Effect of the removal of the Fallopian tube during hysterectomy on ovarian survival: The orphan ovary syndrome

Istvan Repasy, Viktor Lendvai, Agnes Koppan, Jozsef Bodis, Miklos Koppan

Research output: Contribution to journalArticle

28 Citations (Scopus)


Objective: The objective was to assess the long-term impact on ovarian survival of removing the Fallopian tube during hysterectomy. Study design: We modified our standard operative policy by adding the option of removing the Fallopian tube, thus leaving an "orphan" ovary behind. In a follow-up study, we identified 82 patients who had undergone hysterectomy followed by a second operation for an adnexal condition. In 45 there was presence and in 37 there was absence of the Fallopian tube. Data analysis included the time interval between hysterectomy and the occurrence of adnexa-related complaints; diagnoses prior to and the type of the second surgery; histological diagnosis after and the success rate of the second surgery. For statistical analysis, Kruskal-Wallis One-Way ANOVA on Ranks and the Mann-Whitney Rank Sum Test were used. Results: In 35.5% of patients with an intact Fallopian tube, hydrosalpinx developed. Cystic degeneration of orphan ovaries occurred significantly earlier than that of the "regular" adnexae group (50.0 months vs. 84.2 months, p = 0.031). Laparotomy and laparoscopy for second surgery showed equal success rates. Conclusion: Removal of the Fallopian tube at abdominal hysterectomy decreases the incidence of the development of pelvic masses later, but causes earlier cystic degeneration of the remaining ovaries.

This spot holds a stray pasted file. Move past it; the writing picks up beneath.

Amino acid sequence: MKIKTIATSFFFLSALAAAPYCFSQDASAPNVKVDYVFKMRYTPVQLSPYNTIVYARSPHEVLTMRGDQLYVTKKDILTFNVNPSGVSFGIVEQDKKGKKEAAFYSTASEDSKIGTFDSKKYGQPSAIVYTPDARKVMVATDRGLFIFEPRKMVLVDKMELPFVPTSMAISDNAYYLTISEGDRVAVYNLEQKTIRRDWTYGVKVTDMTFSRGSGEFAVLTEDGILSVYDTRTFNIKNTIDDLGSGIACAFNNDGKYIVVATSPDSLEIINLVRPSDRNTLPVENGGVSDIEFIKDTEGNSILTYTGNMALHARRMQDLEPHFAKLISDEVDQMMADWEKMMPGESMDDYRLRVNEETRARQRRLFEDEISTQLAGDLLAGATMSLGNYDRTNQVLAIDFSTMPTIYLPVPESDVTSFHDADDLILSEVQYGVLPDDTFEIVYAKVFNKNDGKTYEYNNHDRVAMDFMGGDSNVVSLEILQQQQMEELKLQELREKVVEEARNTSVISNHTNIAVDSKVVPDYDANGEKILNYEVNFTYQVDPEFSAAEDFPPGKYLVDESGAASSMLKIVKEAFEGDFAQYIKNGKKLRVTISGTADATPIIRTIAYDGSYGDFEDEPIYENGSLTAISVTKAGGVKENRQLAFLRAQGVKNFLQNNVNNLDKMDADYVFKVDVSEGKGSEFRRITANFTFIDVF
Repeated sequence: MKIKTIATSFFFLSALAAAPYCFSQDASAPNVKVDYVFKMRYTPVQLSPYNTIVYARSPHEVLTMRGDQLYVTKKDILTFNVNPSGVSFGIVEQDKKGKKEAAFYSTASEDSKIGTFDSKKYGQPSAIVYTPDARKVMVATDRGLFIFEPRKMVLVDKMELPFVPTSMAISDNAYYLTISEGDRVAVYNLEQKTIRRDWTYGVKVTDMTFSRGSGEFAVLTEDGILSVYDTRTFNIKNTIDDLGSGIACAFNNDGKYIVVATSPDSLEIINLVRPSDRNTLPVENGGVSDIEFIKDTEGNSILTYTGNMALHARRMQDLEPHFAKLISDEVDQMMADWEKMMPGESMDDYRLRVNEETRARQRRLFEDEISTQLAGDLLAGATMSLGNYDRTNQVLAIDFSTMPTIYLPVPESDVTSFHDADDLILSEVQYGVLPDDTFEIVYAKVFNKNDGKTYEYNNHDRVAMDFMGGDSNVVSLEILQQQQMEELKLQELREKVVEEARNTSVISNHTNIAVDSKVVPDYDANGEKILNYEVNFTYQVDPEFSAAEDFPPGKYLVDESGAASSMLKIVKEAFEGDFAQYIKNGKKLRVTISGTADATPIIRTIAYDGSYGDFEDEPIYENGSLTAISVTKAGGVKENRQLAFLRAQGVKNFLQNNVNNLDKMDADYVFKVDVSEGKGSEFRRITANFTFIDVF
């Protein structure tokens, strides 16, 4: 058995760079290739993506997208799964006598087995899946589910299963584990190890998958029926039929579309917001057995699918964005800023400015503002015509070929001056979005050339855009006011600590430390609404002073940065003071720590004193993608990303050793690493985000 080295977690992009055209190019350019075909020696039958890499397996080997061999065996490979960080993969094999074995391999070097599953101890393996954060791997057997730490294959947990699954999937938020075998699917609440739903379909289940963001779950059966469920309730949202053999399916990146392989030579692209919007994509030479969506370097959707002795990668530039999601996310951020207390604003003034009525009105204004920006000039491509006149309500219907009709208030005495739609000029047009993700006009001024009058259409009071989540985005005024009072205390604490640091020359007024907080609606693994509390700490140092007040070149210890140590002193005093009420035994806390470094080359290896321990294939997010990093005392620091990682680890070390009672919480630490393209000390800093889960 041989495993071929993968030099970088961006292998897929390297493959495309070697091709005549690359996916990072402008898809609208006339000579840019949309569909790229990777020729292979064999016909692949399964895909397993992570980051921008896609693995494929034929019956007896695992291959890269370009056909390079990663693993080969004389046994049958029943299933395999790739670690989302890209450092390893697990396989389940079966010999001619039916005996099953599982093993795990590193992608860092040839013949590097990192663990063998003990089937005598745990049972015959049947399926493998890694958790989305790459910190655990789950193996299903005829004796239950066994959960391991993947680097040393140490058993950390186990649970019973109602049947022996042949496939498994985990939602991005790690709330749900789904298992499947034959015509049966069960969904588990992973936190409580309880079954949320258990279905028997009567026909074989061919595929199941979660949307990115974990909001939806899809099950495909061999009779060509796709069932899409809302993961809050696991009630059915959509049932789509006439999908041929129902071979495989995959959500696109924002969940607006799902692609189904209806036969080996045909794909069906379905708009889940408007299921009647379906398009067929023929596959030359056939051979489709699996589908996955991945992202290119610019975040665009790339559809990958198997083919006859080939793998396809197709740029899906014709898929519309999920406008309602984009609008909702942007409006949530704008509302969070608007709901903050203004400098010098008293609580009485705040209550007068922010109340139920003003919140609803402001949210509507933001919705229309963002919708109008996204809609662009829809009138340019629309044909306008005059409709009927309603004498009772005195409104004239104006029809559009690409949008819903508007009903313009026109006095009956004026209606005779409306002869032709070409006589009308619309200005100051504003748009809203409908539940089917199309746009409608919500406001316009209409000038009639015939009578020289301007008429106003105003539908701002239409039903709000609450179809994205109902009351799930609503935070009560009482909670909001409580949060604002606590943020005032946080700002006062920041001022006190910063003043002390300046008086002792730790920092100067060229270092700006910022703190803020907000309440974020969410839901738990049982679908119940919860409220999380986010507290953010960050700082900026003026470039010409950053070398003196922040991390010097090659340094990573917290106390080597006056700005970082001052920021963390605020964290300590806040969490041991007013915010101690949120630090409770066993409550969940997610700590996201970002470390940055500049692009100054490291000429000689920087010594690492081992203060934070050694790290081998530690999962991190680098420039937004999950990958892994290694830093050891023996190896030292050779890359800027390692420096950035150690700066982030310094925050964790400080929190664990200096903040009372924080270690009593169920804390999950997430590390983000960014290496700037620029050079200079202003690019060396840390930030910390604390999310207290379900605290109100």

Original languageEnglish
Pages (from-to)64-67
Number of pages4
JournalEuropean Journal of Obstetrics and Gynecology and Reproductive Biology
Issue number1
Publication statusPublished - May 2009


  • Abdominal hysterectomy
  • Hydrosalpinx
  • Ovarian cyst
  • Retained ovaries

ASJC Scopus subject areas

  • Reproductive Medicine
  • Obstetrics and Gynaecology

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